Employers' ability to engage unpaid interns has come under attack in recent years, with an upsurge in the number of wage and hour lawsuits filed by interns. Courts continue to weigh in on the issue, yielding mixed results for companies using unpaid interns.

In Kaplan v. Code Blue Billing & Coding, Inc., the Eleventh Circuit ruled in favor of several companies who engaged students as unpaid externs. The students, who were enrolled in a medical billing and coding specialist program, performed what they alleged was "repetitive" work for the companies in their externships. The students filed suit, alleging that because they received an insignificant educational benefit and conferred economic benefits on the companies, they qualified as "employees" under the FLSA and were entitled to the minimum wage. The district court granted summary judgment in favor of the companies, and the Eleventh Circuit affirmed.

The Eleventh Circuit concluded that the companies received little, if any, economic benefit from the externship programs, while the students received academic credit for their work and gained experience through hands-on work directly related to their degree program. The court further found that the training benefitted the interns and caused the businesses to run less efficiently, with at least some duplication of effort; the interns were supervised; and the interns were not entitled to a job after their externships. Accordingly, under the "economic realities" test, the plaintiffs were not "employees" within the meaning of the FLSA.

The court noted that its conclusion was supported by guidance from the Department of Labor's Wage and Hour Administration. Under the Administration's six-factor test, an intern is not an "employee" if:  "(1) the training, even though it includes actual operation of the facilities of the employer, is similar to that which would be given in a vocational school; (2) the training is for the benefit of the trainees; (3) the trainees do not displace regular employees, but work under close supervision; (4) the employer that provides the training derives no immediate advantage from the activities of the trainees and on occasion his operations may actually be impeded; (5) the trainees are not necessarily entitled to a job at the completion of the training period; and, (6) the employer and the trainees understand that the trainees are not entitled to wages for the time spent in training."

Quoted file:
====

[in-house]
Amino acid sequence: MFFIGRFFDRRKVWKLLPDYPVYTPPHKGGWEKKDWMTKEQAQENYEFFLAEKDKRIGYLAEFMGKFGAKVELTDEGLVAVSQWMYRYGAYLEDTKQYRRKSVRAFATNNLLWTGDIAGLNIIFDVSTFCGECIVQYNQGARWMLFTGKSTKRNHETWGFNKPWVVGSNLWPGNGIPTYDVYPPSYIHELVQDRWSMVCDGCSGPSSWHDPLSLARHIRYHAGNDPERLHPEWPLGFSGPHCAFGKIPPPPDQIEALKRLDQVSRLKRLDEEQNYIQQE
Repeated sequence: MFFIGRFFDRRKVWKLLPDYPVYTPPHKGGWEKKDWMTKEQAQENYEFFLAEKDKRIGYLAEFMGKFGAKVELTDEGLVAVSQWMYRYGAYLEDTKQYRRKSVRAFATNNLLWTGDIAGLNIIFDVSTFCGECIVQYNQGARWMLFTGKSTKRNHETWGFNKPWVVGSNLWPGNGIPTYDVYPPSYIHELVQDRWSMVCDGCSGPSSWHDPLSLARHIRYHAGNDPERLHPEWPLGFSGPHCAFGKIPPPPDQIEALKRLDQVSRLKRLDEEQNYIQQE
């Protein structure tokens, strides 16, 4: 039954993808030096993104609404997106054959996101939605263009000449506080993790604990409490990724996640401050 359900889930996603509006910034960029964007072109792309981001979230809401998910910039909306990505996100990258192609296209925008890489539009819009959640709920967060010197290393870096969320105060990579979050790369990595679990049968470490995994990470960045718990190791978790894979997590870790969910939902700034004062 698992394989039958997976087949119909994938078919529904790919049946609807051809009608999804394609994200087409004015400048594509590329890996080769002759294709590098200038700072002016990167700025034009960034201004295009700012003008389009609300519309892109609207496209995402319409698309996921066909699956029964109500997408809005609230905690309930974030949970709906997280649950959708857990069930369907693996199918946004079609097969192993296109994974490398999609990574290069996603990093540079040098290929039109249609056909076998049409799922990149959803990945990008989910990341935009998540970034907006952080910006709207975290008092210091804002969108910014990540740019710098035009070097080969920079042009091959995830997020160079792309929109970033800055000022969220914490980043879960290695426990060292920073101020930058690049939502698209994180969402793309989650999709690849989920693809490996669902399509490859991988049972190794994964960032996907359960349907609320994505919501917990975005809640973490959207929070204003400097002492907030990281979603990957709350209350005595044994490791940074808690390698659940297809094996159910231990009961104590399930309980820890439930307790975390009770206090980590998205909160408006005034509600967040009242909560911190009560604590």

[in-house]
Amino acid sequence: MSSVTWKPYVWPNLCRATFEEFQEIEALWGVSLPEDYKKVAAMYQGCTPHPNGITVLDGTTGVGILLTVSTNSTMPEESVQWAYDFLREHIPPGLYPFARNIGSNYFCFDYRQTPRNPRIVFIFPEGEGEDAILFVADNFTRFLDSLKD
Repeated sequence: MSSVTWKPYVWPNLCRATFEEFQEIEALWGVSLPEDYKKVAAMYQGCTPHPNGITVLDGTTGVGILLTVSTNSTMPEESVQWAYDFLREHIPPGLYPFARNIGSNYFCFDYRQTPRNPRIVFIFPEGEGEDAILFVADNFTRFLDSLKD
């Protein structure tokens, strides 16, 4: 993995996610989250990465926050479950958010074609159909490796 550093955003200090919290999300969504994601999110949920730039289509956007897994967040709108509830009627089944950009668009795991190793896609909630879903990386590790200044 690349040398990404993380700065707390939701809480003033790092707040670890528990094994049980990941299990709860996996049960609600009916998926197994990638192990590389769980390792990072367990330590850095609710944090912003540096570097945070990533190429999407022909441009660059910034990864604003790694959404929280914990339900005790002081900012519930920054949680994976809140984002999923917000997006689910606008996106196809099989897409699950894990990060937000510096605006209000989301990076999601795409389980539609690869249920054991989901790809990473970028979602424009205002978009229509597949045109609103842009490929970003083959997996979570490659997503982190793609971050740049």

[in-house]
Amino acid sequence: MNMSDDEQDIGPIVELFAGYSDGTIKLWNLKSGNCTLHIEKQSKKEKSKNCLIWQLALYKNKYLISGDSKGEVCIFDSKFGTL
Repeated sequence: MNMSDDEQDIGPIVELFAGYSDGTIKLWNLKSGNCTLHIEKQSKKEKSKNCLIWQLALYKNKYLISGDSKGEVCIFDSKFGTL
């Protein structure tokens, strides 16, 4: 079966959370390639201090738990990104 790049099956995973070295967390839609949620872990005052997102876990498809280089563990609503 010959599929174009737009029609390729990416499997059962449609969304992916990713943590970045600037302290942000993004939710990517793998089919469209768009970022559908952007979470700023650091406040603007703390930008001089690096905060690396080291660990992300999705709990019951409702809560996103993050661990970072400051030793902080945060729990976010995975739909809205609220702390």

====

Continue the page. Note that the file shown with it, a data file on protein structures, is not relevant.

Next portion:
In November 2013, two separate appeals in intern cases were filed before the Second Circuit US Court of Appeals. The first case challenges a district court decision granting class and collective action certification and summary judgment in favor of former interns who worked on the movie Black Swan (Glatt v. Fox Searchlight Pictures, Inc., No. 13-2467 (2d Cir. Nov. 26, 2013)). The second case challenges US District Judge Harold Baer's May order refusing to certify a class of former Hearst Corporation interns and denying a motion for partial summary judgment on whether the interns qualified as employees under the FLSA and New York law. (Wang v. Hearst Corp., No. 13-2616 (2d Cir. Nov. 26, 2013)). In its November 2013 order, the Second Circuit indicated that the class certification and "employee" issues would be "heard in tandem." The court's decision is expected to settle an intracircuit dispute regarding the issue. 

Planning Tip:  US companies may be required to pay interns regardless of their title or position with the company, depending upon the particular job assignment and degree program the workers are involved in, among other factors. For now, US companies should be wary of engaging interns in unpaid roles. The DOL's guidance suggests that unpaid internships should be limited to a very select set of circumstances. Until this area of law is settled, employers using unpaid interns should have those arrangements reviewed by counsel so they are in the best defensive posture in the event of litigation or compliance challenges.